I’ve spent a majority of this evening eating my feelings. I’m not telling you this because I’m proud of it. Only because I promised myself to be honest in this blog and that’s the truth. I’ve had a rough night.
I think I’ve known it to be true for awhile but I’ve been confronted with it again. There’s this idea that you can’t save everyone. But the truth is, you can’t save anyone. I know it sounds terribly depressing and like maybe I’m giving up. I assure you, I’m nowhere near giving up. I’m far too optimistic for that (not to mention very naive and idealistic. But that’s not always a bad thing!) I have always thought that if you tried really hard, gave it your all, sweat, blood, tears and all that, that you could rescue people. That you could coax them back from the edge. Like they do in the movies, with everyone looking on. And cheering.
Life experiences have taught me differently. That you can only save one person. And that’s yourself. That’s good news, if you think about it. And let me tell you why. If we believe we can save people, can rescue them from their pain or suffering or from bad choices, then it also means that there are some we can’t save. What a terrible burden to carry. To think that it’s up to us if someone pulls through, gets better, chooses wisely, lets go of pain. That somehow, with one wrong move, we can be someone’s savior or their doom. This is not to say that we don’t matter or don’t carry weight. We carry a HUGE amount of weight. We see proof of that in all the horror stories of people ending their lives because of bullying. And we also see stories of great triumph when people support and love each other. We need each other! We affect each other. A great deal!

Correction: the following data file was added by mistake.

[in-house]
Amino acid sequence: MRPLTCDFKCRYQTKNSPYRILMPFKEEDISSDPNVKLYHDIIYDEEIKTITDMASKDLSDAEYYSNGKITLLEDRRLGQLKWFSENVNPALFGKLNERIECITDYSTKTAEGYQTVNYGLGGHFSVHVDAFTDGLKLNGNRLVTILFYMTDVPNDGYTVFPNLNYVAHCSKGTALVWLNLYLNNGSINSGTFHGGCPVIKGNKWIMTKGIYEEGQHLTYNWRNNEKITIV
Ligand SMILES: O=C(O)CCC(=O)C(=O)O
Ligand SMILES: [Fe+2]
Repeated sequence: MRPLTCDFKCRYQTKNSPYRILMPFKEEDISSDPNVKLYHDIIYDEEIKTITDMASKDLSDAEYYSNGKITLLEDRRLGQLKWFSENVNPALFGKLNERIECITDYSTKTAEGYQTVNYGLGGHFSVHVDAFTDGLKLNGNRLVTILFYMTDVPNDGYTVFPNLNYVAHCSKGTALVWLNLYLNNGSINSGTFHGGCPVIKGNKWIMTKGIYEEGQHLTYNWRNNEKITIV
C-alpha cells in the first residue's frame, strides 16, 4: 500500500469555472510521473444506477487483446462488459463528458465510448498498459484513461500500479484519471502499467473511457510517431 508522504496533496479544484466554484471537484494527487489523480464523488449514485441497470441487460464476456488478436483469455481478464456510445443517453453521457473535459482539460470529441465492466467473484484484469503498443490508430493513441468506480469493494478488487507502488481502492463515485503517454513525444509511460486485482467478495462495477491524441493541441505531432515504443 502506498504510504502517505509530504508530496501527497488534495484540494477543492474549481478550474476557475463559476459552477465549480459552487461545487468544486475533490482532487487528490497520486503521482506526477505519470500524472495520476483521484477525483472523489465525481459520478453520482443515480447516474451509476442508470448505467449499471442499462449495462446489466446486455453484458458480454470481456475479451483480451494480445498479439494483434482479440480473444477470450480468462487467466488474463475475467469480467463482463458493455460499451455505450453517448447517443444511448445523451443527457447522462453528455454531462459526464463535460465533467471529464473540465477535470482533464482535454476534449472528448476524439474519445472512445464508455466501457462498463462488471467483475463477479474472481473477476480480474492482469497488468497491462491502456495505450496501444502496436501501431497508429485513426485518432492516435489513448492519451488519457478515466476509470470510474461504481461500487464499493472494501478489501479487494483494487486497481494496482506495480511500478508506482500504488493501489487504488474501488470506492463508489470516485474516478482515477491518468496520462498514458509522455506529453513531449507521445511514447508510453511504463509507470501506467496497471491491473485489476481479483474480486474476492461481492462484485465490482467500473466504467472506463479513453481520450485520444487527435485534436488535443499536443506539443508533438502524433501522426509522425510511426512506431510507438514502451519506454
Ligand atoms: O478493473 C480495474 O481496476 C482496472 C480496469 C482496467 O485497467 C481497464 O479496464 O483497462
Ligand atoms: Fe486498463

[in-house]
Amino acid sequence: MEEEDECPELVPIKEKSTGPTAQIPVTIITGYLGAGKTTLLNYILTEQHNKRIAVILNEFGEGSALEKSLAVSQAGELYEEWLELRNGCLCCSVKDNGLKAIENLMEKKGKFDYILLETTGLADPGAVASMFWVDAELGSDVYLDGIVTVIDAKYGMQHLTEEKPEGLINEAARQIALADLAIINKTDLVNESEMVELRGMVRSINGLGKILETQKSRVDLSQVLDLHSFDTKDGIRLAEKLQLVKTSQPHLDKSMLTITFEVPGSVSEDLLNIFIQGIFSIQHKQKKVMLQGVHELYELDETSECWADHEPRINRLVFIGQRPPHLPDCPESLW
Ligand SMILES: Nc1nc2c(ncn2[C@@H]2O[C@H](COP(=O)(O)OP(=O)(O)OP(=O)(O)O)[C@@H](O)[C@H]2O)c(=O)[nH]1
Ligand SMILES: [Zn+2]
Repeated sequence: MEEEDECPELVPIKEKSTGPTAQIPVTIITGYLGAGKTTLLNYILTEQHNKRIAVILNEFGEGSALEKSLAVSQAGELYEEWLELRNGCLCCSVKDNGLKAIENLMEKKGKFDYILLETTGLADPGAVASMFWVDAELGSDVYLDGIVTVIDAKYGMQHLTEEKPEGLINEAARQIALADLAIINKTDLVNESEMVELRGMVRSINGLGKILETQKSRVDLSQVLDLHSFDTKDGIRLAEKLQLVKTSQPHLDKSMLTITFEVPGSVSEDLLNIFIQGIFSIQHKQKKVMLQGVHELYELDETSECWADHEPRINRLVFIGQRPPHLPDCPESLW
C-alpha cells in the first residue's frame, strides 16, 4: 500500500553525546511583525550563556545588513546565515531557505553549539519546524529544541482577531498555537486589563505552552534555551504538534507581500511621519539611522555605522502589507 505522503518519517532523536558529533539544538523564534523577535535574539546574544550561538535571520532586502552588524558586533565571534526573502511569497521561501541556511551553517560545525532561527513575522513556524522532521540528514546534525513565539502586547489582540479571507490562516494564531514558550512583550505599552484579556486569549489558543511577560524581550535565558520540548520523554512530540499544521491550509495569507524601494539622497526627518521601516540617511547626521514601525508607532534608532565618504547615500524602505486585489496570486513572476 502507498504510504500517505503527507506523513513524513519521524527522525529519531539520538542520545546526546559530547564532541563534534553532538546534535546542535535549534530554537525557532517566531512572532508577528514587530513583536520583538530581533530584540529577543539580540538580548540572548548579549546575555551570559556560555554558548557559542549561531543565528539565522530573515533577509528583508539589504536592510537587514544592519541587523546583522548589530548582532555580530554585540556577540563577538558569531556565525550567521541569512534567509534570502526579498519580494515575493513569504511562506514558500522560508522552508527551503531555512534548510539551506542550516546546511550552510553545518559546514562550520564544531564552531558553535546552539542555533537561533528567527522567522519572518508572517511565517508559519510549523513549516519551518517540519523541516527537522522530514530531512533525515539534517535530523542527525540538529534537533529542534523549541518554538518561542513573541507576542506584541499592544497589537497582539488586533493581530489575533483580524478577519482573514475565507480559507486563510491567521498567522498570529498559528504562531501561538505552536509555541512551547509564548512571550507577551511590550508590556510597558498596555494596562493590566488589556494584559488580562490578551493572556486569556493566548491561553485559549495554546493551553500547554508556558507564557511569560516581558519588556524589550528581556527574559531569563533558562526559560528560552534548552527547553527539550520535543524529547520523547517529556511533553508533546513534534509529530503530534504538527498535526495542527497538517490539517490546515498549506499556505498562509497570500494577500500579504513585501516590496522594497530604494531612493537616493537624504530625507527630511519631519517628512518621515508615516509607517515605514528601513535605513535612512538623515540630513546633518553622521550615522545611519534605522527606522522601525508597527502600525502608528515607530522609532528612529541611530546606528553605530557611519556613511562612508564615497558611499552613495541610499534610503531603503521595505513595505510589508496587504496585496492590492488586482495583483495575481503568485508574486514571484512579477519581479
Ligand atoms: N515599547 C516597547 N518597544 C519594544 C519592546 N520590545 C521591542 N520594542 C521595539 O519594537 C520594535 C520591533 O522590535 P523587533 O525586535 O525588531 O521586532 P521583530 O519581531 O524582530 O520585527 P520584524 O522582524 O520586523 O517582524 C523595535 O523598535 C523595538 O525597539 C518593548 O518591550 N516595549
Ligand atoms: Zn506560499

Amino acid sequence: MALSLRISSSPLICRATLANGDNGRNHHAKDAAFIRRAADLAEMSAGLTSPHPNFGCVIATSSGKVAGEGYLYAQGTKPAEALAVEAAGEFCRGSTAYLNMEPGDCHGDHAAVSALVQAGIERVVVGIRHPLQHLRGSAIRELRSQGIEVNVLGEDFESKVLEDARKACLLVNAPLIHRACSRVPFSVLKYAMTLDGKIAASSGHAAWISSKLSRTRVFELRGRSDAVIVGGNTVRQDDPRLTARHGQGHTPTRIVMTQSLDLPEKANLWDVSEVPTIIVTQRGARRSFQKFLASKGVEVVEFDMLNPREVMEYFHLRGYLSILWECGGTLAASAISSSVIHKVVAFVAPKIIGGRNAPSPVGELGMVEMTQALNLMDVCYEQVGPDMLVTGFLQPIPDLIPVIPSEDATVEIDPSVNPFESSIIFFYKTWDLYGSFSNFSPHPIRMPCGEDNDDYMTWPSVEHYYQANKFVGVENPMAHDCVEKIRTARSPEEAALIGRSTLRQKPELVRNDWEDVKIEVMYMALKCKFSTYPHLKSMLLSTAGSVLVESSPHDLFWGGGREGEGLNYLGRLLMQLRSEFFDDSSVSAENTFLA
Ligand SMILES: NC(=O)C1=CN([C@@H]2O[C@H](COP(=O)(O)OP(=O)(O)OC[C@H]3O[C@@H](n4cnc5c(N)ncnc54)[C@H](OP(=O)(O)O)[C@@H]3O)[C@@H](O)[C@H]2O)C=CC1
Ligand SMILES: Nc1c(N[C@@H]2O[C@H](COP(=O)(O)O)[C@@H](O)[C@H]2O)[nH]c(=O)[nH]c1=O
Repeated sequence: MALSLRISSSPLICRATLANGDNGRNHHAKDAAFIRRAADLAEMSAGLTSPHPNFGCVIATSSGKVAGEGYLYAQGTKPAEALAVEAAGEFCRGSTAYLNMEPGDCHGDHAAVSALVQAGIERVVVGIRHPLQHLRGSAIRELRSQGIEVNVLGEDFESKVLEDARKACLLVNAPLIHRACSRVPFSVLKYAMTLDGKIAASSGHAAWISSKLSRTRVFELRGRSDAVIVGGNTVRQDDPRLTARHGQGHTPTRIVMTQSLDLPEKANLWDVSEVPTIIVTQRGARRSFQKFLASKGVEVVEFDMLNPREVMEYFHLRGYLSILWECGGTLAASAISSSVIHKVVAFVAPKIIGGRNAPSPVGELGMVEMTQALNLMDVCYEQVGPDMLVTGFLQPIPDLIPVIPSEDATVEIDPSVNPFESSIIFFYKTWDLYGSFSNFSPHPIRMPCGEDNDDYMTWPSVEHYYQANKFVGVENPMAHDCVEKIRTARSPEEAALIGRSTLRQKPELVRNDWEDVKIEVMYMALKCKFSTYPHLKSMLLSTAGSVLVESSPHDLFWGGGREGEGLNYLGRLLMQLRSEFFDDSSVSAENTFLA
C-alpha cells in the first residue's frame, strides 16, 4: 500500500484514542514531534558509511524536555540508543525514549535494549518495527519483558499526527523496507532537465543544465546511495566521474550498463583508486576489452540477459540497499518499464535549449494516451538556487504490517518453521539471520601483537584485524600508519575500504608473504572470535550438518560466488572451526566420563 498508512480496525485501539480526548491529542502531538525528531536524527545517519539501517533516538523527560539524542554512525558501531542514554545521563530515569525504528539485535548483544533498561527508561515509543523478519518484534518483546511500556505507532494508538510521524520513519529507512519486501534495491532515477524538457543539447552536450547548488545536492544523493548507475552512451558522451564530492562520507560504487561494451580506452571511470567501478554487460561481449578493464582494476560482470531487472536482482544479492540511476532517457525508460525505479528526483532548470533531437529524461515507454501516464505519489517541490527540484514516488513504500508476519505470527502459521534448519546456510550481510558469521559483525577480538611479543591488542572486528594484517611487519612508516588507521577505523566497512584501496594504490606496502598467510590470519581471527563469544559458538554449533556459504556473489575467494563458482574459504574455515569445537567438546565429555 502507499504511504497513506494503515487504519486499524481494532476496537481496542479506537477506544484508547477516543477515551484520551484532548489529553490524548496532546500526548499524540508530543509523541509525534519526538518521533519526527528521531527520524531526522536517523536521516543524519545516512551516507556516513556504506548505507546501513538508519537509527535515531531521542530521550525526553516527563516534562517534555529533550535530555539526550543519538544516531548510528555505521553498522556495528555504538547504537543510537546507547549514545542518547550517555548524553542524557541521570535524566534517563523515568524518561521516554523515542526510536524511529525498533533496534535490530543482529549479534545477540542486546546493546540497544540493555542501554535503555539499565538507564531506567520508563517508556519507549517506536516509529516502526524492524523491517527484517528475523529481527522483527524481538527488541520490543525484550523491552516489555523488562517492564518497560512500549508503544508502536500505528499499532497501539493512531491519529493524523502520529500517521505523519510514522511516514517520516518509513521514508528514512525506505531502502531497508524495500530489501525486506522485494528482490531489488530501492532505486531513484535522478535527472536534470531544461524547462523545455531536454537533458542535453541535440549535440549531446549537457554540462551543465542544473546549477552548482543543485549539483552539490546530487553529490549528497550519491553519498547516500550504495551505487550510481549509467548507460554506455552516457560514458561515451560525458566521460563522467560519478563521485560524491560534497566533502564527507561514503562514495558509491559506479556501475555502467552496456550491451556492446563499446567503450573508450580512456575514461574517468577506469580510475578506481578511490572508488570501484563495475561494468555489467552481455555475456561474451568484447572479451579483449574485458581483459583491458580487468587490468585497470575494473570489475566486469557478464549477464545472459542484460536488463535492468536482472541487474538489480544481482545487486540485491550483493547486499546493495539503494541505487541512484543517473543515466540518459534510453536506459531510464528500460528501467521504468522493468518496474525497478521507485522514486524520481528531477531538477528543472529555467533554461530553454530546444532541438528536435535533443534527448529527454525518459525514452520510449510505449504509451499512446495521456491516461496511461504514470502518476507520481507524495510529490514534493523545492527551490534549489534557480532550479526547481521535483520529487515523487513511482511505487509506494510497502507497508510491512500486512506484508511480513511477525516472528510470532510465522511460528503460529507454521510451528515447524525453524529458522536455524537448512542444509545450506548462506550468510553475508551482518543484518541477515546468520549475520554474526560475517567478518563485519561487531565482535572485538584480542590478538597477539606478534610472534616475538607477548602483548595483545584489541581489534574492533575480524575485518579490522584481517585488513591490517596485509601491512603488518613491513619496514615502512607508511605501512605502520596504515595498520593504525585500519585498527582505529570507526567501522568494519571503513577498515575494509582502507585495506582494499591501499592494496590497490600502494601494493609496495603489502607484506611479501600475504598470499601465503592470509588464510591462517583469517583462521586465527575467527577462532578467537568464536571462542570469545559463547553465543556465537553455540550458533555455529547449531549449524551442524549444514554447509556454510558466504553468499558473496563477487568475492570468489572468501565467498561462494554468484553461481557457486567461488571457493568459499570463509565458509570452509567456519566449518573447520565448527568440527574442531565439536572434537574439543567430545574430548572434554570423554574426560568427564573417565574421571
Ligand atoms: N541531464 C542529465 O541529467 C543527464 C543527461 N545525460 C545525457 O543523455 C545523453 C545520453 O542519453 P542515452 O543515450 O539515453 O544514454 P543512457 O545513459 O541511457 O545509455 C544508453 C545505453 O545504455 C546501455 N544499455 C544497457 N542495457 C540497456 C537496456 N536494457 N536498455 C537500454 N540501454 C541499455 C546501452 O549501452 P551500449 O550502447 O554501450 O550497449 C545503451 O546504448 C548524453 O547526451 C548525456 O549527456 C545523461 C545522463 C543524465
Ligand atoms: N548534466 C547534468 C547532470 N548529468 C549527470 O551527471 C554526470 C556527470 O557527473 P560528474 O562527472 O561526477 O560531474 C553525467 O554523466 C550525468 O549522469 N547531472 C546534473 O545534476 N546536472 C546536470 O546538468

But we can’t save each other. I believe we, each of us, are the only one to hold the strength, knowledge and ability to pull ourselves out. Think about a time when you were depressed, or hopeless, or bitter, or crippled by envy of another’s life. How did you come out of it? Maybe there was a kind word or deed. There were probably people or circumstances that gave you hope or encouragement. Maybe something you heard or read helped you see your situation in a new light. Maybe you were surrounded by people who loved you, who just showed up even though they didn’t know exactly what to do or say.
But who actually made the choice to do something about it? To turn the situation around. Who decided it was time to get out of bed, or look for a new job, or end a relationship, or accept life as it is? YOU! You did! Because, ultimately, no one can force you to feel better or change your perspective. Only you can make that choice. You may have had a nudge (or many, many nudges from others) but you were the one to choose in the end to save yourself. You decided to move past grief or to start embracing a part of yourself or your life. You decided to admit you had a problem that you needed help with. YOU.
And this is where the above mentioned statement about not being able to save anyone becomes not so heavy. We get to do the amazing work of loving and supporting those in our lives. We get to call and make meals and give rides and send cards just because. We get to show up on a daily basis. But we don’t have the overwhelming task of forcing anyone’s hand. Each of us has to declare within ourselves “I am worth saving”. And then start making the steps towards wholeness.
And so, I am choosing to be ok with the fact that I am no ones savior but my own. That despite my best efforts I can only be there for someone who has already decided to save themselves. I’m hanging up the superhero cape. I only need to be my own hero.